Formulations can also be taken using a type of e-cigarette device. This type of application was the intense focus of news reports in the U.S. throughout 2019, due to vaping formulations largely thought to contain THC as well as lung-damaging additives like vitamin E acetate. Hundreds of people have become ill, and more than a dozen have died. The Centers for Disease Control and Prevention and the U.S. Food and Drug Administration both recommend against vaping in light of these concerns.
It is not clear whether all CBD formulations are equally effective, and there is some debate over which formulations might be most effective in potentially treating the symptoms of MS.
Can CBD reduce MS symptoms?
Some evidence suggests that CBD may be able to ease MS symptoms, at least for some patients, but the benefits of cannabis use in people with MS are still under investigation. The available data indicate that a cannabis extract with a roughly 1:1 CBD to THC ratio used as an oral spray may reduce pain and muscle spasms in MS patients.
Still, more research is needed to determine whether readily available CBD products such as oils, sprays, and edibles can provide MS symptom relief, and to better understand if any harm exists in using them.
In the U.S., the Federal Trade Commission sent letters to several companies recently, warning them against advertising that their CBD products can cure, prevent, or treat diseases, including MS. The companies were not identified.
Are all CBD products the same?
There are many formulations containing CBD available online and through other sources. However, the illicit nature of the CBD market means that not all formulations are the same or even contain what the label indicates.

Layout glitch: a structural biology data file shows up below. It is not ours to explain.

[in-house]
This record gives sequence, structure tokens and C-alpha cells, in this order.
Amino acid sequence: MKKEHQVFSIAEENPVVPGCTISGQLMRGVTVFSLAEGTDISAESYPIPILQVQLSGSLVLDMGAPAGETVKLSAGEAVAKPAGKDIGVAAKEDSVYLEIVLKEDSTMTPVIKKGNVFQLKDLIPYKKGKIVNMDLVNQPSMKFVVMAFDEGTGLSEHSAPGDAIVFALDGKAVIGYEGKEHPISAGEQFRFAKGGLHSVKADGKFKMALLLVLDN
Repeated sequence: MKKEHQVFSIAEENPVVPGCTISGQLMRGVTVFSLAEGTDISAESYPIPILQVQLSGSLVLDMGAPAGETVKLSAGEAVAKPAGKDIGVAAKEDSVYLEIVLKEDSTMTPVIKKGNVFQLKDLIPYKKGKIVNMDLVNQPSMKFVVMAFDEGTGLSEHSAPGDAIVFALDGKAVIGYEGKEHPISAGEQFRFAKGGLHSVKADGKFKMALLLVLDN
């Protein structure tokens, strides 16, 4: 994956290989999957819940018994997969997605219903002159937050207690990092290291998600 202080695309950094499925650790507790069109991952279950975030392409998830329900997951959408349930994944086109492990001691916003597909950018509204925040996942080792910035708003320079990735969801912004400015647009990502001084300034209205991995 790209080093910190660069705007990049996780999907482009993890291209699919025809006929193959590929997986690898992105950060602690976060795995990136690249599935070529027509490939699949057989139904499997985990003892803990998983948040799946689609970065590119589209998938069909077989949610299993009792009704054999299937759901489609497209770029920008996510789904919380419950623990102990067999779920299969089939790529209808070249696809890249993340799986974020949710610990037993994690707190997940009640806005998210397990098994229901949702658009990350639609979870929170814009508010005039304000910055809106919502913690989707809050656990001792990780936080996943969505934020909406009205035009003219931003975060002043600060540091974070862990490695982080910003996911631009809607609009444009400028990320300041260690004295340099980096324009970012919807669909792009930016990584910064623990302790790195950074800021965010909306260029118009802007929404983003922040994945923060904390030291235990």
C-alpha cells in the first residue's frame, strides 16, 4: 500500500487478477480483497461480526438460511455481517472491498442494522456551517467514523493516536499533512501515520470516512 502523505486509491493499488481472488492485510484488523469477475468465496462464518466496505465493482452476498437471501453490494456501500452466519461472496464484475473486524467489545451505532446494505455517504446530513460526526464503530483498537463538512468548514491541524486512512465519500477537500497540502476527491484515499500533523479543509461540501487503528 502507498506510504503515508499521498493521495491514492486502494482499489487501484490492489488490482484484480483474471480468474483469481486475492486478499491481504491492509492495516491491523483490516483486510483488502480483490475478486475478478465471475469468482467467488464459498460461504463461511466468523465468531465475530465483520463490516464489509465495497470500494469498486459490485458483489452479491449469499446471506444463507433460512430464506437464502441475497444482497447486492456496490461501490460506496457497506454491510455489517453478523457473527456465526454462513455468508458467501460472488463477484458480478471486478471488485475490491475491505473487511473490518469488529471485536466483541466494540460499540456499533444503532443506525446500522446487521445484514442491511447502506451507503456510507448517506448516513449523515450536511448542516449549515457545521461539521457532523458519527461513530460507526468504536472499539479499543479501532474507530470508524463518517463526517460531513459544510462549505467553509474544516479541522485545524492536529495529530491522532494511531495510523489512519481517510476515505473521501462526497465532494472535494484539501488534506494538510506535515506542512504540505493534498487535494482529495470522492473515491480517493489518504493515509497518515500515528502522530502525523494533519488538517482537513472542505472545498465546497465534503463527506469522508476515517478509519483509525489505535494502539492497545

A study conducted by researchers at the University of Pennsylvania School of Medicine in 2017 reported that of 84 CBD products purchased online, more than a quarter contained less cannabidiol than indicated, and 18 contained THC. Nearly 70% of the products in the study were mislabeled, according to the researchers.
This variability makes it very difficult to achieve a consistent dosage and to assess how effective any of these products may be.
What are the side effects?
In general, CBD is well tolerated, but it can cause side effects that include dry mouth, diarrhea, reduced appetite, and fatigue. The compound can also interact with some medications, including blood thinners.
It is very important to discuss with a doctor before using cannabis, THC, or CBD products, even if legal, to treat disease symptoms.
Are there any approved medications containing CBD?
The FDA has not yet approved any cannabidiol formulation for the treatment of MS. To date, it has approved one CBD-based medication to treat epilepsy, and two CBD-derived medications to treat symptoms related to AIDS.
In the U.K. and several other European countries, a medication called Sativex (nabiximols) has been approved to treat muscle spasms in MS; the company that developed this therapy is conducting clinical trials in the U.S. to possibly request approval from the FDA.
Last updated: Oct. 31, 2019
Multiple Sclerosis News Today is strictly a news and information website about the disease. It does not provide medical advice, diagnosis, or treatment. This content is not intended to be a substitute for professional medical advice, diagnosis, or treatment. Always seek the advice of your physician or other qualified health provider with any questions you may have regarding a medical condition. Never disregard professional medical advice or delay in seeking it because of something you have read on this website.